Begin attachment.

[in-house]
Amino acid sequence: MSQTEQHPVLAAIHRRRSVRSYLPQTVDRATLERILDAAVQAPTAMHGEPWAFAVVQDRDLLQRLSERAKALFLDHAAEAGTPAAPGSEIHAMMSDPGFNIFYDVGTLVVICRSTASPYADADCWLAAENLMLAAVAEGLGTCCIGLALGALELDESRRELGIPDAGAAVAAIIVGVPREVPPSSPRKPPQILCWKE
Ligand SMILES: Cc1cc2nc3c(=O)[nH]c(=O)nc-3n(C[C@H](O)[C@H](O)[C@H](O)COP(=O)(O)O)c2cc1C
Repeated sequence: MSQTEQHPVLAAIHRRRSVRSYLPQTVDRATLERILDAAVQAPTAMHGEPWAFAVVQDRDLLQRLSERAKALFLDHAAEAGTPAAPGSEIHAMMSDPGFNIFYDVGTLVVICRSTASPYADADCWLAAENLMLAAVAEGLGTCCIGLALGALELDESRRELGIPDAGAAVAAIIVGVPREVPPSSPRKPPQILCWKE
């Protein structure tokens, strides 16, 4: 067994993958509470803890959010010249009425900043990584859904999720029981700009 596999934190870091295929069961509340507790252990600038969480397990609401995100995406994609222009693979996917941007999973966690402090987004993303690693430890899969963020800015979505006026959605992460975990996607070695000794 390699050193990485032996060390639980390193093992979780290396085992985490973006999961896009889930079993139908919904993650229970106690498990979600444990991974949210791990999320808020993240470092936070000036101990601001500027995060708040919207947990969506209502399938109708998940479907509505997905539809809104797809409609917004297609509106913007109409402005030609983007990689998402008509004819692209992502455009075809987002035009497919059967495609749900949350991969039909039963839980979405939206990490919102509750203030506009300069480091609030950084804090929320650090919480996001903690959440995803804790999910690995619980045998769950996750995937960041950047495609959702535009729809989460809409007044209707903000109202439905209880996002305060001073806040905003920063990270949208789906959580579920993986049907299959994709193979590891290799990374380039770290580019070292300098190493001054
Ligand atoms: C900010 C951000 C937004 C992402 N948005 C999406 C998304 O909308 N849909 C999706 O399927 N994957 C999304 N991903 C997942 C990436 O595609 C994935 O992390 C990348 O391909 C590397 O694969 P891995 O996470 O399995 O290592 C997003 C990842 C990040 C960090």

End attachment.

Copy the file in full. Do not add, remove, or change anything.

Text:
[in-house]
Amino acid sequence: MSQTEQHPVLAAIHRRRSVRSYLPQTVDRATLERILDAAVQAPTAMHGEPWAFAVVQDRDLLQRLSERAKALFLDHAAEAGTPAAPGSEIHAMMSDPGFNIFYDVGTLVVICRSTASPYADADCWLAAENLMLAAVAEGLGTCCIGLALGALELDESRRELGIPDAGAAVAAIIVGVPREVPPSSPRKPPQILCWKE
Ligand SMILES: Cc1cc2nc3c(=O)[nH]c(=O)nc-3n(C[C@H](O)[C@H](O)[C@H](O)COP(=O)(O)O)c2cc1C
Repeated sequence: MSQTEQHPVLAAIHRRRSVRSYLPQTVDRATLERILDAAVQAPTAMHGEPWAFAVVQDRDLLQRLSERAKALFLDHAAEAGTPAAPGSEIHAMMSDPGFNIFYDVGTLVVICRSTASPYADADCWLAAENLMLAAVAEGLGTCCIGLALGALELDESRRELGIPDAGAAVAAIIVGVPREVPPSSPRKPPQILCWKE
């Protein structure tokens, strides 16, 4: 067994993958509470803890959010010249009425900043990584859904999720029981700009 596999934190870091295929069961509340507790252990600038969480397990609401995100995406994609222009693979996917941007999973966690402090987004993303690693430890899969963020800015979505006026959605992460975990996607070695000794 390699050193990485032996060390639980390193093992979780290396085992985490973006999961896009889930079993139908919904993650229970106690498990979600444990991974949210791990999320808020993240470092936070000036101990601001500027995060708040919207947990969506209502399938109708998940479907509505997905539809809104797809409609917004297609509106913007109409402005030609983007990689998402008509004819692209992502455009075809987002035009497919059967495609749900949350991969039909039963839980979405939206990490919102509750203030506009300069480091609030950084804090929320650090919480996001903690959440995803804790999910690995619980045998769950996750995937960041950047495609959702535009729809989460809409007044209707903000109202439905209880996002305060001073806040905003920063990270949208789906959580579920993986049907299959994709193979590891290799990374380039770290580019070292300098190493001054
Ligand atoms: C900010 C951000 C937004 C992402 N948005 C999406 C998304 O909308 N849909 C999706 O399927 N994957 C999304 N991903 C997942 C990436 O595609 C994935 O992390 C990348 O391909 C590397 O694969 P891995 O996470 O399995 O290592 C997003 C990842 C990040 C960090």